Cloud security assessments
Cloud audits are a useful tool for evaluating cloud security posture. The assessment may be carried out by an external third party or internally, and it may be triggered by external regulatory requirements or by an internal process. Scenarios in which a need for an audit may arise include: evaluating a new provider before migration, a periodic review of supply chain providers due to some regulatory requirement, and adding new workloads to existing environments.
Assessments are usually carried out against standards or checklists that contain controls. To properly select the relevant control frameworks, the assessor needs to understand:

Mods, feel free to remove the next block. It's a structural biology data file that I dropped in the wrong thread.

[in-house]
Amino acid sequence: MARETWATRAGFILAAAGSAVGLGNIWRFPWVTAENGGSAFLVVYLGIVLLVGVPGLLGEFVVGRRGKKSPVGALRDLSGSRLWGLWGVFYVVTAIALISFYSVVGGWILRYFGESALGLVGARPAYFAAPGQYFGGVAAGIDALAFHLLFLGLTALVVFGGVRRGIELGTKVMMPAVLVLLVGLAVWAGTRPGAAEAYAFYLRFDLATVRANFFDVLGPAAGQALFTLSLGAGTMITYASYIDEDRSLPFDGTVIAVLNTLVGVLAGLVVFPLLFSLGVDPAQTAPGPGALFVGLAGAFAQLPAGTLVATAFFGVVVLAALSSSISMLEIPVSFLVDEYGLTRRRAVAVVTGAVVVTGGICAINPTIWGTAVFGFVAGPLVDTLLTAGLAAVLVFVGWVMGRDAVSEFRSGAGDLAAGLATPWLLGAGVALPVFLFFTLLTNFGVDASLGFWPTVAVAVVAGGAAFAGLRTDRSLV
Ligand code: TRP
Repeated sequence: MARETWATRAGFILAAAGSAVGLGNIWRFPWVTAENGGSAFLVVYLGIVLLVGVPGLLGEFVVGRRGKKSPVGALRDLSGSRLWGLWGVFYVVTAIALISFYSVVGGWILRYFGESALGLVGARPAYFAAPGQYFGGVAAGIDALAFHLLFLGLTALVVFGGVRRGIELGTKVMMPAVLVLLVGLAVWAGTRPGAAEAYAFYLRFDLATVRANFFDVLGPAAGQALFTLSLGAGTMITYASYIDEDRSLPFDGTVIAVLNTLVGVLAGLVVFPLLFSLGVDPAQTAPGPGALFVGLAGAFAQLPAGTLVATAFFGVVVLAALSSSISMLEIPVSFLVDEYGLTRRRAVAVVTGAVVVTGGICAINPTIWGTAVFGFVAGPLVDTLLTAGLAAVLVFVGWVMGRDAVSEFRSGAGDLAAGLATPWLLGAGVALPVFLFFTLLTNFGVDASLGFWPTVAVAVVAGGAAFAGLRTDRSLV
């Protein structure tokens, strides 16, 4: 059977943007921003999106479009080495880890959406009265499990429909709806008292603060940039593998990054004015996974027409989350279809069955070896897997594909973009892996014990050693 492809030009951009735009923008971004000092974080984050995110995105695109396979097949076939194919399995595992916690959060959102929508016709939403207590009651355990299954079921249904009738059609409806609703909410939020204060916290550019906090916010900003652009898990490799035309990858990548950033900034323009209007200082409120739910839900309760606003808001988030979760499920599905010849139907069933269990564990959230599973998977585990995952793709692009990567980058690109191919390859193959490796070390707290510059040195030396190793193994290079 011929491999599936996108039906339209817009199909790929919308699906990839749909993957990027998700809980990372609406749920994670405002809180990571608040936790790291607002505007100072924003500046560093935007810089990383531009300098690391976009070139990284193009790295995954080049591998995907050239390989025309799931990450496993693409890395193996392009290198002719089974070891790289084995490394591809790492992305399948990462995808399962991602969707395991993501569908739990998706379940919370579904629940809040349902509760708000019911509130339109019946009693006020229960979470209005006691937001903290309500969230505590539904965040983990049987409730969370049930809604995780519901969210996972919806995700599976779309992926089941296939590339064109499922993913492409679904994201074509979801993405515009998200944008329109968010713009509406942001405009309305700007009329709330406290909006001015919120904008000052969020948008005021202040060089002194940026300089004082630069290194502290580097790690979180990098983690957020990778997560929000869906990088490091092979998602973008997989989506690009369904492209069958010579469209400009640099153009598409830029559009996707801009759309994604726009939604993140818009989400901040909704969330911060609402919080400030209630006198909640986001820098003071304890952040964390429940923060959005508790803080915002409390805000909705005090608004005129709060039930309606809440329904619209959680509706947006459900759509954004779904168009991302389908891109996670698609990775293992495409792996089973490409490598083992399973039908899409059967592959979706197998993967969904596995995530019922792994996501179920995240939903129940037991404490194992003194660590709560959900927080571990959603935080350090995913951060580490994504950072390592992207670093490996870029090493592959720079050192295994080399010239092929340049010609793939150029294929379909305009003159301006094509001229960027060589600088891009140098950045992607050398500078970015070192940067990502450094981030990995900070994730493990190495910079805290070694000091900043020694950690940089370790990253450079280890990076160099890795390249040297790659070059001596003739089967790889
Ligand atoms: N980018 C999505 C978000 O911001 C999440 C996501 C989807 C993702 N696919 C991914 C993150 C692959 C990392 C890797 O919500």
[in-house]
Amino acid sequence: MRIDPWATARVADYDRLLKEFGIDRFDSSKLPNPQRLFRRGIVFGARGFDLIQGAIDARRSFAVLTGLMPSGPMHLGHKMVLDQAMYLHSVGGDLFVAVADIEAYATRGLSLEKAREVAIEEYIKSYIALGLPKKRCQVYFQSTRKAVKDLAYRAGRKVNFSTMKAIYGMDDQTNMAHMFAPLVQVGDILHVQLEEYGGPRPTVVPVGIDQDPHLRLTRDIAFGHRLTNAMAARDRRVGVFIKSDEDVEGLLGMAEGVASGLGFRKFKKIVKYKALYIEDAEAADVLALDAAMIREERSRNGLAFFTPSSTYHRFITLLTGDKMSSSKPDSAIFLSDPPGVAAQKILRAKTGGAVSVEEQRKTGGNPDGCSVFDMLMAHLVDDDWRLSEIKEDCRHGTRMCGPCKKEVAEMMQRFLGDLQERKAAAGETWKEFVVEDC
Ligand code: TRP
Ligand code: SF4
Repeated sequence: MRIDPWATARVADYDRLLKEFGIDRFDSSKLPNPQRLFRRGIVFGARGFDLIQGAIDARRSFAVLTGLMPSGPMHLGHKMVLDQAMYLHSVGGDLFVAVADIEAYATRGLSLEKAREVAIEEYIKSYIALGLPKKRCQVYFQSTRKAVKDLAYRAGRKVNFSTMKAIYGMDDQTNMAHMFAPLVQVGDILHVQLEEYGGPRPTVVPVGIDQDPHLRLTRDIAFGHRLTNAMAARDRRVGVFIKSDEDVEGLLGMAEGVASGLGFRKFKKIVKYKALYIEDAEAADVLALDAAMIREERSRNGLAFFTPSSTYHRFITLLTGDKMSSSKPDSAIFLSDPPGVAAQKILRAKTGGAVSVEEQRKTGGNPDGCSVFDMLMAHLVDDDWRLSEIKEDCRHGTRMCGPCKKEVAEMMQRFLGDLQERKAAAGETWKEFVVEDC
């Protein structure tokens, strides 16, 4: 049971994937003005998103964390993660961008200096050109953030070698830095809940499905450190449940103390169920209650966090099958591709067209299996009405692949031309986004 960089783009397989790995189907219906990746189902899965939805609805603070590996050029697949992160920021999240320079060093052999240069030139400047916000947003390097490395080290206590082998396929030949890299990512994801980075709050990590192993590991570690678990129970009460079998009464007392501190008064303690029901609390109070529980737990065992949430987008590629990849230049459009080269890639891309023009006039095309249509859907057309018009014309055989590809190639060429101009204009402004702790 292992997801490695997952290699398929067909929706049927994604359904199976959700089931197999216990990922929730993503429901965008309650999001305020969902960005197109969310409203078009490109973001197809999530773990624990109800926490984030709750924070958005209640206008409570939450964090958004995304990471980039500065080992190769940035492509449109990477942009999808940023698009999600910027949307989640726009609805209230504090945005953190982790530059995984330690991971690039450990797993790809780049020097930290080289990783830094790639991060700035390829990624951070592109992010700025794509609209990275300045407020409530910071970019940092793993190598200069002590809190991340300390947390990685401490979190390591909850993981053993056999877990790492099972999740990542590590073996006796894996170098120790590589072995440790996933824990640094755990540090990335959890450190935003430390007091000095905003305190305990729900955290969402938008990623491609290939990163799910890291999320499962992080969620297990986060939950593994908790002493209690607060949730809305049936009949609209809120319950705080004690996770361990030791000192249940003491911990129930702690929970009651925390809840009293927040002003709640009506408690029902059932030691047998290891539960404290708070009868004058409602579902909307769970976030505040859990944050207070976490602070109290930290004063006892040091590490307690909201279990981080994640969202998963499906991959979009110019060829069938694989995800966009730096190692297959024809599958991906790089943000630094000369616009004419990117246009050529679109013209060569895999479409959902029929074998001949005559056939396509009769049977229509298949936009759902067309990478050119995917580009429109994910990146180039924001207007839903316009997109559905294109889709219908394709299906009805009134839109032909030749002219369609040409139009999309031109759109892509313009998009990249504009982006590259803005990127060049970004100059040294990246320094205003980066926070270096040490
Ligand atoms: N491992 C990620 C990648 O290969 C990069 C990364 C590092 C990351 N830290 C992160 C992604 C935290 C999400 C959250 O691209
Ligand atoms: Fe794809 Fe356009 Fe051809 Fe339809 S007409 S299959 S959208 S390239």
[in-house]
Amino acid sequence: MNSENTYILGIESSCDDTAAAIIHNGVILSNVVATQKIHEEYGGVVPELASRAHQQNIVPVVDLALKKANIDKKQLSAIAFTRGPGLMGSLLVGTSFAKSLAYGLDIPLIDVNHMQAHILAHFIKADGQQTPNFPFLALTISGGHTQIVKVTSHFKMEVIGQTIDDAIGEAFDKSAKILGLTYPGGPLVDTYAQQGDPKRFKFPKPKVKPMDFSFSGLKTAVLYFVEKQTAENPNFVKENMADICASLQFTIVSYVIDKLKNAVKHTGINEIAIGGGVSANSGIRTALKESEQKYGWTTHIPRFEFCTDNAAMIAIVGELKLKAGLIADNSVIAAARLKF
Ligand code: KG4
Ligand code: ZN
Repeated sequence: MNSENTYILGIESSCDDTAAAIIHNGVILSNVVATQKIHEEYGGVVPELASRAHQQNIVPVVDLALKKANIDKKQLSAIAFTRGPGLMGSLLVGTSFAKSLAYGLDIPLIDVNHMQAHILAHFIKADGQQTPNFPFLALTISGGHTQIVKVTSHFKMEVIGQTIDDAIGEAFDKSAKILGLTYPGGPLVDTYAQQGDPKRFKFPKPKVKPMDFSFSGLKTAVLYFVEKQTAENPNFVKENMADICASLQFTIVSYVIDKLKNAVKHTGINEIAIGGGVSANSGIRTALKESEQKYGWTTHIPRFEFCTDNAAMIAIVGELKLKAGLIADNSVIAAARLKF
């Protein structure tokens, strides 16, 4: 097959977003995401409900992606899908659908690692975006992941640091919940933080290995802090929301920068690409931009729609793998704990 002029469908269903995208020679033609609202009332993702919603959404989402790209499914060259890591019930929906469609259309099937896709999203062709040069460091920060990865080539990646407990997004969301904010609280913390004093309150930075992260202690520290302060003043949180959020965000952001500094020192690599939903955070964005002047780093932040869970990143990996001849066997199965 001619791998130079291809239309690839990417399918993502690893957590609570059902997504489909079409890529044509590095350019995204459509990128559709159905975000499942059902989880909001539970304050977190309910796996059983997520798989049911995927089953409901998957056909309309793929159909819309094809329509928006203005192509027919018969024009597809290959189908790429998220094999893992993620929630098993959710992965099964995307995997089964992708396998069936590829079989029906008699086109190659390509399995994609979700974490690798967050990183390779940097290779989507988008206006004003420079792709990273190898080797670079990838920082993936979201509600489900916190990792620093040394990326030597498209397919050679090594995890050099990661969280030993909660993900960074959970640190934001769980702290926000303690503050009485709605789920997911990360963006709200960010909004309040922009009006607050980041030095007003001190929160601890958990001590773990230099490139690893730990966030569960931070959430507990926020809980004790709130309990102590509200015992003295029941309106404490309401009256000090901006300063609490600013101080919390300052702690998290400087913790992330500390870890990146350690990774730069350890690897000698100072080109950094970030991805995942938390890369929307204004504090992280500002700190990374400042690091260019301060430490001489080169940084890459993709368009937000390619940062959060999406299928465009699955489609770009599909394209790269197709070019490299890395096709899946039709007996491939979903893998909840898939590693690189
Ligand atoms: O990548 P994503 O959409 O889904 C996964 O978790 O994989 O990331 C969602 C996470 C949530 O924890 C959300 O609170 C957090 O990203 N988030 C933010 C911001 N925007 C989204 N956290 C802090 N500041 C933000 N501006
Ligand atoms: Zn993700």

- What cloud service and deployment modules are in use?
- What are the risks and threats associated with the specific cloud application?
- Which laws and regulations are relevant to the specific cloud application?
Examples for cloud-specific control frameworks include ISO 27017, BSI C5 and PCI Cloud Guidelines
Cloud contracts are a major foundation of governance since, by their nature, they address many potential cloud challenges. The cloud contract is necessary for a proper understanding of the shared responsibility model and compliance requirements, and provider-side controls and responsibilities can only be enforced if properly included there.